Many of us are looking to buy an activity tracker to get fitter, healthier and maybe a little lighter. There are many fitness trackers out there but Fitbits are considered among the best with good reason. There are several Fitbit trackers ranging in price, features and design to suit every budget, need and taste.
Whether you simply want to track your steps pedometer-style, see how well you’re sleeping, monitor your heart rate or compete against your friends, a Fitbit is a subtle, affordable accessory.
Owning a Fitbit is going to motivate you to exercise more, and even get a better night's sleep. We've tested every Fitbit ever launched, and we're going to tell you which is the best Fitbit for you.
Find more in-depth buying advice below our chart.
Best Fitbit reviews
1. Fitbit Inspire HR
The cheapest Fitbit with a heart-rate monitor
The Fitbit Inspire HR's fitness feature set covers the basics very well - steps, calories burned, active minutes, distance travelled, heart rate, advanced Sleep Stages measurement, swim tracking, guided relaxation breathing, the ability to auto-detect workouts with reasonable accuracy, and notifications.
It will connect to your phone's GPS just like the top-end Fitbits. Sure, it lacks an altimeter (so won't count the floors you climb), but otherwise is just as capable as the more expensive Charge 3.
The heart-rate monitor deepens the device's exercise analysis and makes its sleep tracking far more sophisticated. It's a major step up from the plain entry-level Fitbit Inspire and well worth the extra £20 / $30.
This is a great price for a light, smart-looking device with a solid feature set. Fitness fanatics will want something more advanced, such as the Ionic or Versa, but for most of us the Inspire HR will be all we need.
Read our full Fitbit Inspire HR review
2. Fitbit Charge 4
The best all-round Fitbit
The Charge 4 is easily our best all-round Fitbit tracker, and indeed a match for even Fitbit's smartwatches. It covers all the basics - tracking steps, distance, calories burned, hourly activity, floors climbed, heart rate, swim-tracking, and advanced sleep, not to mention it has most of the top-end exercise features too, including Active Zone Minutes.
Yes, it lacks the larger colour screen you get with a Fitbit smartwatch, plus in-tracker music storage, but its built-in GPS is something even the more expensive Versa 2 smartwatch lacks.
Choose the Charge 4 if you can live with the smaller, monochrome screen.
Read our full Fitbit Charge 4 review
3. Fitbit Versa 2
The best Fitbit smartwatch
The Fitbit Versa 2 covers all the aspects of a health and fitness watch, measuring steps, heart rate, distance, calories burned, floors climbed, active minutes, hourly activity, and sleep. It offers on-screen notifications from your phone, silent alarms, cardio fitness levels, workout and other exercise modes such as swimming and weights, female health tracking, and wellness features, plus music controls and even Amazon's Alexa voice assistant.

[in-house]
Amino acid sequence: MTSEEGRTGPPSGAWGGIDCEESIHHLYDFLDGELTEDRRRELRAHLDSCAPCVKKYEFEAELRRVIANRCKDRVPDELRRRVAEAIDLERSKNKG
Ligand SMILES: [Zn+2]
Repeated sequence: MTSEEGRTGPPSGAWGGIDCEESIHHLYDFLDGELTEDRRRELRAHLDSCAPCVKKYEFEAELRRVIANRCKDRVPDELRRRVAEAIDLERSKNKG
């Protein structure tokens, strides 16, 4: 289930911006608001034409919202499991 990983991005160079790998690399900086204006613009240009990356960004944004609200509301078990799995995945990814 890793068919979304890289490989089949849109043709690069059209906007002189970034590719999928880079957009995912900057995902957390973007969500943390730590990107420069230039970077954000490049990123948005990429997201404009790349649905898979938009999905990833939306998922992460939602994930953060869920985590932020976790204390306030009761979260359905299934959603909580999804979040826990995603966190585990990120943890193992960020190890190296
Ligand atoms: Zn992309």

It beats the cheaper Versa Lite as it boasts a better screen, onscreen workouts, an altimeter to track floors climbed, music storage, Spotify and Alexa functions. It offers everything the older Fitbit Ionic does, except having a built-in GPS - the Versa 2 instead connects to your phone's GPS. The lack of built-in GPS is made more obvious by it now being included in the latest Fitbit Charge 4.
The Versa 2 is a compelling option at the cheaper end of the smartwatch spectrum. Comprehensive fitness tracking, slicker design, and support for two major services in Spotify and Alexa (even if the rest of the app ecosystem isn’t there yet) make the Versa 2 an appealing option for a health and fitness smartwatch.
Read our full Fitbit Versa 2 review
4. Fitbit Versa Lite Edition
The best Fitbit smartwatch for less
The Versa Lite is physically the same as the original Versa except for the lack of two buttons on the right edge. Inside, it loses a few features: Wi-Fi, altimeter, Fitbit Coach on-screen workouts and the ability to store music.
But wait! It's still excellent, and we didn't miss any of those features. It's cheaper, lasts for four or five days on a single charge, looks great and has tons of compatible straps and accessories.
The newer Versa 2 has a better screen, plus altimeter, on-screen workouts and music, but costs £50/$40 more.
Read our full Fitbit Versa Lite Edition review
5. Fitbit Ionic
The best Fitbit for Sports
The Fitbit Ionic is the most fully featured Fitbit smartwatch and activity tracker. It has it all, and its built-in GPS is great for runners or exercisers who don’t want to lug their phone around with them.
As well as all the usual fitness stats it features automatic multi-sports tracking, on-screen workouts, Caller ID and texts notifications on wrist, can store up to 300 songs with music control and be used for contactless payments, as well as chose from a range of special apps (Weather, Starbucks, Runkeeper, Strava, and more).
The Fitbit Versa 2 (which has the same features minus the built-in GPS) is cheaper, smaller and offers an improved screen, but the Ionic is still lightweight enough for you not to realise you’re wearing it.
Read our full Fitbit Ionic review
6. Fitbit Inspire
The best Fitbit for beginners
We'd happily recommend the Fitbit Inspire to a casual fitness enthusiast, since it's affordable, smart-looking and easy to use. And of course it works with Fitbit's fantastic mobile app.